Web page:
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Sri Lanka
Aviation history fascinates me and I’ve seen enough WWII pictures of Hurricanes and Spitfires, the British fighter planes which faced off Hitler’s Luftwaffe during the Battle of Britain. I was visiting Duncan Jayawardana, an old friend from Moratuwa, and wondered why he had WWII aircraft pictures displayed prominently on his living room wall.  Then I saw that the pilot in the pictures was a Sri Lankan, not British.      
 

Sri Lanka will today launch a powerful move in the battle against climate change, with the installation of renewable solar energy equipment at President Maithripala Sirisena’s private residence amid rays of hope, that about one million households will have solar energy within months. 

 

Sirisena said he urged United Nations Secretary-General Ban Ki-moon during talks on Thursday to be patient with his administration which came to power in January last year on a promise of lasting peace and ethnic unity.

 

The defeat in 2009 of the Liberation Tigers of Tamil Eelam (LTTE) which had overrun many huge military bases in the north and the east for over two decades would definitely have puzzled many in Sri Lanka as well as in other countries. It was an organisation that had overrun the Elephant Pass Army camp complex killing the majority of its 11,000 soldiers in April 2001.  

 

One of the most unfortunate things about establishing good governance in Sri Lanka is that its main advocates chose as flag-bearers people who neither knew nor cared about it. In a word, politicians. 

 

As the testimonies of survivors of sexual violence in Sri Lanka’s long war enter the public domain and the government designs transitional justice mechanisms, is an end to impunity in sight?

 

While the national government is taking practical and concrete measures for reconciliation and the rebuilding of a sustainable peace, a significant move in this direction was also taken by the Opposition and Tamil National Alliance (TNA) Leader Rajavarothiam Sampanthan.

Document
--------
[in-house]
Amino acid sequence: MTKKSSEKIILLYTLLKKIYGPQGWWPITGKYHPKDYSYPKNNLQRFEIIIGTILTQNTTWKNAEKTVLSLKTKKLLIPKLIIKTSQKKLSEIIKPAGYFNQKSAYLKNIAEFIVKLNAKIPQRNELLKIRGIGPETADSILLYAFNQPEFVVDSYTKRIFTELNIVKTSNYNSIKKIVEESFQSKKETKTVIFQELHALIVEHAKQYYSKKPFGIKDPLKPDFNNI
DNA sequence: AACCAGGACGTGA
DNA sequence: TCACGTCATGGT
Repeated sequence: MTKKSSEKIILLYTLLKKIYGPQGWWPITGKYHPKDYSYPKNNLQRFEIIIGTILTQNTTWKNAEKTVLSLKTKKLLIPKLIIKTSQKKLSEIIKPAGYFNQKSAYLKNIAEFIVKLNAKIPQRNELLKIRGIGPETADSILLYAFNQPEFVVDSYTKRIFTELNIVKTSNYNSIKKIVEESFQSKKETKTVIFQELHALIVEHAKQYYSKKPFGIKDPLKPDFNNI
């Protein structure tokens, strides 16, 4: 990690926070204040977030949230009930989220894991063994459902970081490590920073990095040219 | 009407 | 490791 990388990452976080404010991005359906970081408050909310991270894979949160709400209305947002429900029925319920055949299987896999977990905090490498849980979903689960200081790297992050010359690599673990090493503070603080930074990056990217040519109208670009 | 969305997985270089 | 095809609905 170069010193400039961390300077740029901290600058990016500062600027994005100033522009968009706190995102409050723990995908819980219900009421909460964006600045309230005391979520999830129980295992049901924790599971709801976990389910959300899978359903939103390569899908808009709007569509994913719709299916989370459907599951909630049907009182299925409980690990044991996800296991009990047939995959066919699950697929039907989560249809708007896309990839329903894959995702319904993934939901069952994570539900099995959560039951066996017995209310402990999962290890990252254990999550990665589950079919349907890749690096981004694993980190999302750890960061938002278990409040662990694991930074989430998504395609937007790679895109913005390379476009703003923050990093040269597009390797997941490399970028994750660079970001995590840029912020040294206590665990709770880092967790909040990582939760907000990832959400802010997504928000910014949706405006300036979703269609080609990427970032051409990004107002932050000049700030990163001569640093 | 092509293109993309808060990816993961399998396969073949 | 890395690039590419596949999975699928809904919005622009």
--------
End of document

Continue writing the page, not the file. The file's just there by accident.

Their story begins with the defeat of the armed “liberation” struggle for a separate Tamil State. The 30-year separatist LTTE intervention proved this an unattainable project, despite its ruthless monopoly over Tamil nationalism. The conclusion of the war left a bloody tragedy in the North-East. The survivors were thrown back 30 years into the pre-Thimpu era as a defeated, wounded and disintegrated population. They were left with no political leadership to talk of a “Tamil homeland”, a Tamil nation or to demand even a “Federal State”.     
 

Under a resolution co-signed by Sri Lanka the nation initially agreed to a judicial process Sri Lankan President Maithripala Sirisena recently backed away from that pledge President under pressure to guarantee war crimes court will be domestically-controlled Australia is home to thousands of Sri Lankan refugees who were victims of, or witnessed, potential war crimes in the final stages of the brutal civil war.

 
 

The vigil highlighted that the insecurity felt by some Sinhala Buddhists continues to persist, despite the fact that they remain the country's majority community. The planned disruption seems to have worked, in part, as well: media reports about the vigil focused on the conflict with counter-protesters, saying relatively little about the vigil itself. Counter-protesters’ slogans—not the message of the vigil—dominated the news coverage.

 


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